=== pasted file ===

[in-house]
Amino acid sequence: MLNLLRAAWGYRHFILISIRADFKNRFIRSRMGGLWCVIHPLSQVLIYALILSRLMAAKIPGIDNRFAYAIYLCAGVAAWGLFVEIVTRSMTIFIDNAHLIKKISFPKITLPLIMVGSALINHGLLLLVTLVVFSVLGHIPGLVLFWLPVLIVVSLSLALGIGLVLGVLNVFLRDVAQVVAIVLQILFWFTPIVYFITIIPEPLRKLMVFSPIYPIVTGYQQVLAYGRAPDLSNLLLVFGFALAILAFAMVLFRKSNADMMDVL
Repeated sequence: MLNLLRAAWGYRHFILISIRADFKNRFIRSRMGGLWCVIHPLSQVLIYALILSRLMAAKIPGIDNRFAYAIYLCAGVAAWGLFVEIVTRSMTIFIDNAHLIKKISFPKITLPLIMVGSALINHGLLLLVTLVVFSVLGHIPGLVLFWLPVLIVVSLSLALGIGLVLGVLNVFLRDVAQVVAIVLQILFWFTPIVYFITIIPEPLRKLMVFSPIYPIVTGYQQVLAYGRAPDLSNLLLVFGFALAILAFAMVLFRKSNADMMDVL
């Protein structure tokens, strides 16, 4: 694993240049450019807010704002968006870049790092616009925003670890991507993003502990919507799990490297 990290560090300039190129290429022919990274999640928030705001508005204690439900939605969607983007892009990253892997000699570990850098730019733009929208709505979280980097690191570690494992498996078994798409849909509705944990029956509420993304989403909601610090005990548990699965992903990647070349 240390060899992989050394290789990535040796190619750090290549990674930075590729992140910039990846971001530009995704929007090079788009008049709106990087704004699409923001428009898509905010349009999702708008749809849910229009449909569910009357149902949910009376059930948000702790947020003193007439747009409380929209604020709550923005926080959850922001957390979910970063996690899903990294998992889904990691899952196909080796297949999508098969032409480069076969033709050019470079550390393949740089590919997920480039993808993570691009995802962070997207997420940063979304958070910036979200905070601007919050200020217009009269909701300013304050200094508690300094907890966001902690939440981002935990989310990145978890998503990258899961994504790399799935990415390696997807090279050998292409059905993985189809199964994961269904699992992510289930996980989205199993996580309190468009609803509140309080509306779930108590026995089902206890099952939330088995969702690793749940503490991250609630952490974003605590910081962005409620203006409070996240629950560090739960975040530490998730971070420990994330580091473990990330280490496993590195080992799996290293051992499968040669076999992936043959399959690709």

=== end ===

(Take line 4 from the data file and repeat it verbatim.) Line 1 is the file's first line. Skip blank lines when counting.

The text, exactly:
């Protein structure tokens, strides 16, 4: 694993240049450019807010704002968006870049790092616009925003670890991507993003502990919507799990490297 990290560090300039190129290429022919990274999640928030705001508005204690439900939605969607983007892009990253892997000699570990850098730019733009929208709505979280980097690191570690494992498996078994798409849909509705944990029956509420993304989403909601610090005990548990699965992903990647070349 240390060899992989050394290789990535040796190619750090290549990674930075590729992140910039990846971001530009995704929007090079788009008049709106990087704004699409923001428009898509905010349009999702708008749809849910229009449909569910009357149902949910009376059930948000702790947020003193007439747009409380929209604020709550923005926080959850922001957390979910970063996690899903990294998992889904990691899952196909080796297949999508098969032409480069076969033709050019470079550390393949740089590919997920480039993808993570691009995802962070997207997420940063979304958070910036979200905070601007919050200020217009009269909701300013304050200094508690300094907890966001902690939440981002935990989310990145978890998503990258899961994504790399799935990415390696997807090279050998292409059905993985189809199964994961269904699992992510289930996980989205199993996580309190468009609803509140309080509306779930108590026995089902206890099952939330088995969702690793749940503490991250609630952490974003605590910081962005409620203006409070996240629950560090739960975040530490998730971070420990994330580091473990990330280490496993590195080992799996290293051992499968040669076999992936043959399959690709």